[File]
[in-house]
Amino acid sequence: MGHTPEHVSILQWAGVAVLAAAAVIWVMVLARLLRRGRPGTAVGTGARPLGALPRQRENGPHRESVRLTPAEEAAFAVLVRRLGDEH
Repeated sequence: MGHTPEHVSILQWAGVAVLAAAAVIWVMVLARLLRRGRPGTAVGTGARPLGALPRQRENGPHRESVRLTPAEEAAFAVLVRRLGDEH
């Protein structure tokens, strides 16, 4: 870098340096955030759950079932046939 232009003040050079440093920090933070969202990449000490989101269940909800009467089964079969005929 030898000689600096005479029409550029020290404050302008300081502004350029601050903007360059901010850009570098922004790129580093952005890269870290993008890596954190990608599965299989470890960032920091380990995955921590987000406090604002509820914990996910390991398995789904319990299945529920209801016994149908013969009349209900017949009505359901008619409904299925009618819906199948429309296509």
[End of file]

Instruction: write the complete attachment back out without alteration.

[in-house]
Amino acid sequence: MGHTPEHVSILQWAGVAVLAAAAVIWVMVLARLLRRGRPGTAVGTGARPLGALPRQRENGPHRESVRLTPAEEAAFAVLVRRLGDEH
Repeated sequence: MGHTPEHVSILQWAGVAVLAAAAVIWVMVLARLLRRGRPGTAVGTGARPLGALPRQRENGPHRESVRLTPAEEAAFAVLVRRLGDEH
């Protein structure tokens, strides 16, 4: 870098340096955030759950079932046939 232009003040050079440093920090933070969202990449000490989101269940909800009467089964079969005929 030898000689600096005479029409550029020290404050302008300081502004350029601050903007360059901010850009570098922004790129580093952005890269870290993008890596954190990608599965299989470890960032920091380990995955921590987000406090604002509820914990996910390991398995789904319990299945529920209801016994149908013969009349209900017949009505359901008619409904299925009618819906199948429309296509």